Virant (Nebraskan-born, but living in China since the late 1980s) and Zhang (born in Sichuan, but based in Beijing since 1995) anchor their ambient orientation to music in improvisational use of loops, drones, and sound collages created from traditional Chinese instruments, electronics, field recordings, and digital manipulation via laptops. Instruments such as the guqin, zheng, erhu, sheng, and the morin huur [Mongolian horsehead fiddle] served as the basis for their compositions pieced together from snippets of recordings they made—they do not use anonymous ‘samples’ of these instruments, but rather draw on recordings of themselves playing the instruments. Running these recordings through analog or digital effects enables FM3 to create texturally rich soundscapes, as they loop the instrumental passages and layer them over each other.
It is from this improvisational/experimental practice that the Buddha Machine emerged. Now available in two versions, the Buddha Machine first appeared in 2004 with nine loops contained on the internal memory chip. These loops were primarily of Chinese instruments, and were staples of live FM3 sets prior to the emergence of the Buddha Machine. A partial inspiration for the group to put a selection of loops into a tiny plastic box and ‘release’ the collection was the ubiquitous prayer box found in the gift shops of Buddhist temples in China, Taiwan, and elsewhere across Asia. These devices generally play a continuous loop of chanting or prayer (or a selection of prayers), and can sit uncomfortably on the cultural landscape of spirituality—some people have no problem with them, while others view the boxes as symptoms of laziness, corrupting forces of modernity, or a combination. FM3’s Buddha Machine embellishes this tension, among others, by explicitly engaging the passive/active dynamic of music-as-art. Their musical practice begs questions about the meanings, roles, or goals of music. In an interview with the ChinaVine team, for example, Zhang Jian succinctly answered a question about the goal of FM3’s music with one word: “Sleep!” That is, he sees a core intention behind his music as helping people relax enough to simply drift away into deep sleep.The answer is a mischevious one, however, and provides only one among many levels of “meaning” for FM3’s music and art.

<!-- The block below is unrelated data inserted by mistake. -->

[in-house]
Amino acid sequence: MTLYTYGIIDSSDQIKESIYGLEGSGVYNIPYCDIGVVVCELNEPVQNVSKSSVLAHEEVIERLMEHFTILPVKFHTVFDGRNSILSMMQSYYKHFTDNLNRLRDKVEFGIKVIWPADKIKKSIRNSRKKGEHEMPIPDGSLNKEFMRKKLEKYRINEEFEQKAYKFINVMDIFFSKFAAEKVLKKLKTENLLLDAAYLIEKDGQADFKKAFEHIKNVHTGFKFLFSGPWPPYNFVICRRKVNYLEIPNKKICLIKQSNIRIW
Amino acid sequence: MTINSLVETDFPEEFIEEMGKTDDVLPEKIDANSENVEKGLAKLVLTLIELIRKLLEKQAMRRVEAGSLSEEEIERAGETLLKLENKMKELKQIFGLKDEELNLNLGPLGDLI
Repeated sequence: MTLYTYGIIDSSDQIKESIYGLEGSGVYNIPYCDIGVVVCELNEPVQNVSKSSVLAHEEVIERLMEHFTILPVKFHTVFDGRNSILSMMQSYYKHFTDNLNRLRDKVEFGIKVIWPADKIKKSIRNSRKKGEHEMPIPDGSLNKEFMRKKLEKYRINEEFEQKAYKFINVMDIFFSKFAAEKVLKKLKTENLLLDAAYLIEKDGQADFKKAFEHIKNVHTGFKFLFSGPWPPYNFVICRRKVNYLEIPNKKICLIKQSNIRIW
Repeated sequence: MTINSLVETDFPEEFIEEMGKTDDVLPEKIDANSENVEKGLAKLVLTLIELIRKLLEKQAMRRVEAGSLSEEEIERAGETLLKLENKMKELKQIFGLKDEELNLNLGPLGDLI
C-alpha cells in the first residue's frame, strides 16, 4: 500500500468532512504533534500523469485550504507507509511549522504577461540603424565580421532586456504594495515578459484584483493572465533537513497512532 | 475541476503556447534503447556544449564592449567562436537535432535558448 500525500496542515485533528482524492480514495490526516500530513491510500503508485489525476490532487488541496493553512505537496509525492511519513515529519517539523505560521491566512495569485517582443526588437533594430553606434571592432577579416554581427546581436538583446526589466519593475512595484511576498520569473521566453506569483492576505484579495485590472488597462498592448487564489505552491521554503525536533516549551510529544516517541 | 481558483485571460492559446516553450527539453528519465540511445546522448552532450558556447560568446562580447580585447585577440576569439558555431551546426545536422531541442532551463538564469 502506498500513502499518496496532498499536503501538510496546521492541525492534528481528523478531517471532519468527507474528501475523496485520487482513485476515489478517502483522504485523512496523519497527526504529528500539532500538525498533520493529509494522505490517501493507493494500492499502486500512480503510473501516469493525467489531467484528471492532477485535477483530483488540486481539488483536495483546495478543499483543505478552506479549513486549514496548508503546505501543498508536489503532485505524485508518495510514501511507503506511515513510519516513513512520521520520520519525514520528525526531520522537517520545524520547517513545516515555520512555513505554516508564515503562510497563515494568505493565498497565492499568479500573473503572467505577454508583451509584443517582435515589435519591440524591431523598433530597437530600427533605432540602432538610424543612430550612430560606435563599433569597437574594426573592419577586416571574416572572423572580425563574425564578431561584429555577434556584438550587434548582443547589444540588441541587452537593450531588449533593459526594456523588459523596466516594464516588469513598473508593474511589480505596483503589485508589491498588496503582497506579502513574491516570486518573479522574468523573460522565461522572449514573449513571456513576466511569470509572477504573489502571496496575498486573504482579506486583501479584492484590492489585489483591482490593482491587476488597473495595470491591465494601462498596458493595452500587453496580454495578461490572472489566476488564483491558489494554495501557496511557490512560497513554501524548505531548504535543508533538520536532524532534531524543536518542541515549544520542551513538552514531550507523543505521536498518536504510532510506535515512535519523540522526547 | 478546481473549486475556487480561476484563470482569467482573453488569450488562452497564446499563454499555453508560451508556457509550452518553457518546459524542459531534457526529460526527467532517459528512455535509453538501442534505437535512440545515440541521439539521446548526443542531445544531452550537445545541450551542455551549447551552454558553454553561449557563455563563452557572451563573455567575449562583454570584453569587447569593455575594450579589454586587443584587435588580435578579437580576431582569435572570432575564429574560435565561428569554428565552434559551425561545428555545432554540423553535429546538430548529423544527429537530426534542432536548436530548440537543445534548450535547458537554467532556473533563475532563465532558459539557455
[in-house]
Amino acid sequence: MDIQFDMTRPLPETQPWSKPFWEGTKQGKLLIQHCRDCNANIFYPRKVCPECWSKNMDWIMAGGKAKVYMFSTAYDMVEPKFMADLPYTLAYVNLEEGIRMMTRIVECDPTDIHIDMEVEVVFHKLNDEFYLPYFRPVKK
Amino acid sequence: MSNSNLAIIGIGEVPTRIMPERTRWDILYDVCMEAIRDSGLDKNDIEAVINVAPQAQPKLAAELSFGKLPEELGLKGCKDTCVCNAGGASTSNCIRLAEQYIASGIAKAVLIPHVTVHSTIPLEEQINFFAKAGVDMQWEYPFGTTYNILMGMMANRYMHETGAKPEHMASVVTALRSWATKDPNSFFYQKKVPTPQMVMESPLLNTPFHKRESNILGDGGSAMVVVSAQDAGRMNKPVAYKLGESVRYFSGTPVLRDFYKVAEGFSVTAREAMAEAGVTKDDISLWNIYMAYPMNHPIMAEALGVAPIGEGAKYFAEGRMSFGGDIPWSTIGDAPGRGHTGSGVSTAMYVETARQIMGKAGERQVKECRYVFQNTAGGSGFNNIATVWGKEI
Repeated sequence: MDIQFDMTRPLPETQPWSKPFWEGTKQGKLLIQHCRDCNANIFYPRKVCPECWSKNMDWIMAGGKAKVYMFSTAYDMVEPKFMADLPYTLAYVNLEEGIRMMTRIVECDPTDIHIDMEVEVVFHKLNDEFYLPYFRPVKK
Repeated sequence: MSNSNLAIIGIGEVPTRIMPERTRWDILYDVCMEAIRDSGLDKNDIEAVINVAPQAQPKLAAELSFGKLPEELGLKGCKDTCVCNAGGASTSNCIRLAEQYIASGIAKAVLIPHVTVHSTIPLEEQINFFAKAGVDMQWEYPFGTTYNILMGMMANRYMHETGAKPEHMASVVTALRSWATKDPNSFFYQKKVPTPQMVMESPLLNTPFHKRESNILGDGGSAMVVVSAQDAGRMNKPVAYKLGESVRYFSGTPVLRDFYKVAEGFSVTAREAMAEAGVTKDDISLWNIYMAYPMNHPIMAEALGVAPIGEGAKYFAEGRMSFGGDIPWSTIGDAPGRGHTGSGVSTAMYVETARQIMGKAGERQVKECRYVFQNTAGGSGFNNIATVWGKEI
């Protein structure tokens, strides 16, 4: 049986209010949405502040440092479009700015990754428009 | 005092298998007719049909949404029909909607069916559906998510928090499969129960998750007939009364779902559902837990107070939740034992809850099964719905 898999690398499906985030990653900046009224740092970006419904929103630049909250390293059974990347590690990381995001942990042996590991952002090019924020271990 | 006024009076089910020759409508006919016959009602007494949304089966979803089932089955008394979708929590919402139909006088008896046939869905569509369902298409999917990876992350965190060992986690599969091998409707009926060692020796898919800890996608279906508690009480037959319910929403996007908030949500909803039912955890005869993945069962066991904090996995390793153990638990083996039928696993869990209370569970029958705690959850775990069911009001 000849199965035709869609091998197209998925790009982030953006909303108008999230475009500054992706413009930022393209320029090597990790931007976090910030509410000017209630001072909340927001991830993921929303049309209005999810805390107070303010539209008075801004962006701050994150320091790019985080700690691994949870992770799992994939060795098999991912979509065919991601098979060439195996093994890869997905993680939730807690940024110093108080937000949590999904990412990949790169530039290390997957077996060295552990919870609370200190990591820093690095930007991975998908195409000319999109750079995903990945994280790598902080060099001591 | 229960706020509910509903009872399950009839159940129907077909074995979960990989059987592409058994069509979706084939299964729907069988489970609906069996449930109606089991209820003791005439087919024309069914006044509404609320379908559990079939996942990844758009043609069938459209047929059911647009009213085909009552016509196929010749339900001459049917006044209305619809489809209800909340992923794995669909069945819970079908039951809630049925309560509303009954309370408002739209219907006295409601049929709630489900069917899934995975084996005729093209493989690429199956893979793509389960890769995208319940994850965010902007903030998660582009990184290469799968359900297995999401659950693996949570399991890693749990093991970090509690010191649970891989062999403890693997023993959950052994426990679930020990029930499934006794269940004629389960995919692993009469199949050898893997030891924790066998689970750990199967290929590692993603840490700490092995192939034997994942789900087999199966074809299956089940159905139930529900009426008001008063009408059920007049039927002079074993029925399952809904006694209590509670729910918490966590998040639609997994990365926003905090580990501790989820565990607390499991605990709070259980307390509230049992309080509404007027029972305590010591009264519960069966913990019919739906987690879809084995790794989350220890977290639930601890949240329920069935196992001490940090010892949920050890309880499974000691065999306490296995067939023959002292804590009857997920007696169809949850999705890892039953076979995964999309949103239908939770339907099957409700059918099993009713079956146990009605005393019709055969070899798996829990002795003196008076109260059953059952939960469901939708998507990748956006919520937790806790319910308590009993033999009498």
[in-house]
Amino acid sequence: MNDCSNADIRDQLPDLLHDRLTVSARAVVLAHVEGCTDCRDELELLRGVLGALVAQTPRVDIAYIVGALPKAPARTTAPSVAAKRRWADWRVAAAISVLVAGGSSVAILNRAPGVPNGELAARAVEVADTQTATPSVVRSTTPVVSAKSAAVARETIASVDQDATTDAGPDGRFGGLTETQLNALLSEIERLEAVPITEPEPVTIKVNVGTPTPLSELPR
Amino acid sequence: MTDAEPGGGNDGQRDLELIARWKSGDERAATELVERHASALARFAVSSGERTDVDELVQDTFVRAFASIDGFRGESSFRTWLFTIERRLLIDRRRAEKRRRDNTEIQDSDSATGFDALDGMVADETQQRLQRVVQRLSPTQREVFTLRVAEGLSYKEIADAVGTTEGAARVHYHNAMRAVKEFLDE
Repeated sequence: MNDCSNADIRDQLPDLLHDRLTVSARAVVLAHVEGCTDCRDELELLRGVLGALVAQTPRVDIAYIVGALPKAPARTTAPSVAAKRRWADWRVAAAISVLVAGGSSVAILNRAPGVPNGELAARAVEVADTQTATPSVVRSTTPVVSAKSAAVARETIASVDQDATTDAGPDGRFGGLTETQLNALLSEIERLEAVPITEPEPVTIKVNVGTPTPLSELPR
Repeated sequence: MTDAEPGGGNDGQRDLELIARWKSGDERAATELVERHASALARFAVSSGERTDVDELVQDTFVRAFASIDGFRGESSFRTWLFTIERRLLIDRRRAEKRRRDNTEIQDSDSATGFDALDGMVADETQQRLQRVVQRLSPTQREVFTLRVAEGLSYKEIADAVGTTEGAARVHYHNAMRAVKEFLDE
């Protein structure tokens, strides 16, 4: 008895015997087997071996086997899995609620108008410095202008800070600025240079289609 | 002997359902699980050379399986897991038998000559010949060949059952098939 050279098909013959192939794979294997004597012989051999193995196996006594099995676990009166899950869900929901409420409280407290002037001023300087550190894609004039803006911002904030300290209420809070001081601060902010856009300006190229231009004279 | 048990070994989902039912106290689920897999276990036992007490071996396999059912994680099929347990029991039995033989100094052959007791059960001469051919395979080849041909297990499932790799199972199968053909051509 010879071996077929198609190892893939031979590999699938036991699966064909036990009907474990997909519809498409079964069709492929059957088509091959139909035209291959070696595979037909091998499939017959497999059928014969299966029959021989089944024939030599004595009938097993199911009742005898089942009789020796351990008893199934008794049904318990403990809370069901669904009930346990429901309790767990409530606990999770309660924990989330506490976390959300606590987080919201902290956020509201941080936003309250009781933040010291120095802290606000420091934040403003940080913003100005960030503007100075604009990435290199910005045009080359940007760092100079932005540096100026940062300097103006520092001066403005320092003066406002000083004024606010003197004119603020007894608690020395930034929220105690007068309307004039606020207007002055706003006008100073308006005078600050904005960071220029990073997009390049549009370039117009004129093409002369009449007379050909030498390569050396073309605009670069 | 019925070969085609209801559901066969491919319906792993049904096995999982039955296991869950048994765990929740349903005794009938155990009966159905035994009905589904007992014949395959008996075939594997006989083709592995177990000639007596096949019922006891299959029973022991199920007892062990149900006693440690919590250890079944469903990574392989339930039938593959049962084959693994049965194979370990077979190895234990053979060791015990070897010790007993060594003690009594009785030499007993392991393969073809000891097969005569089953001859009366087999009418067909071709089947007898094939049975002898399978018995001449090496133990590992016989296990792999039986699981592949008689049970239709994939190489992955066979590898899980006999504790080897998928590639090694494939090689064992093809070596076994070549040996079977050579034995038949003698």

Listen to a set of remixes drawing on questions that the ChinaVine team asked Zhang Jian during a 2009 interview with him. The tracks also feature loops from version 1 and 2 of the Buddha Machine (available under a Creative Commons license here).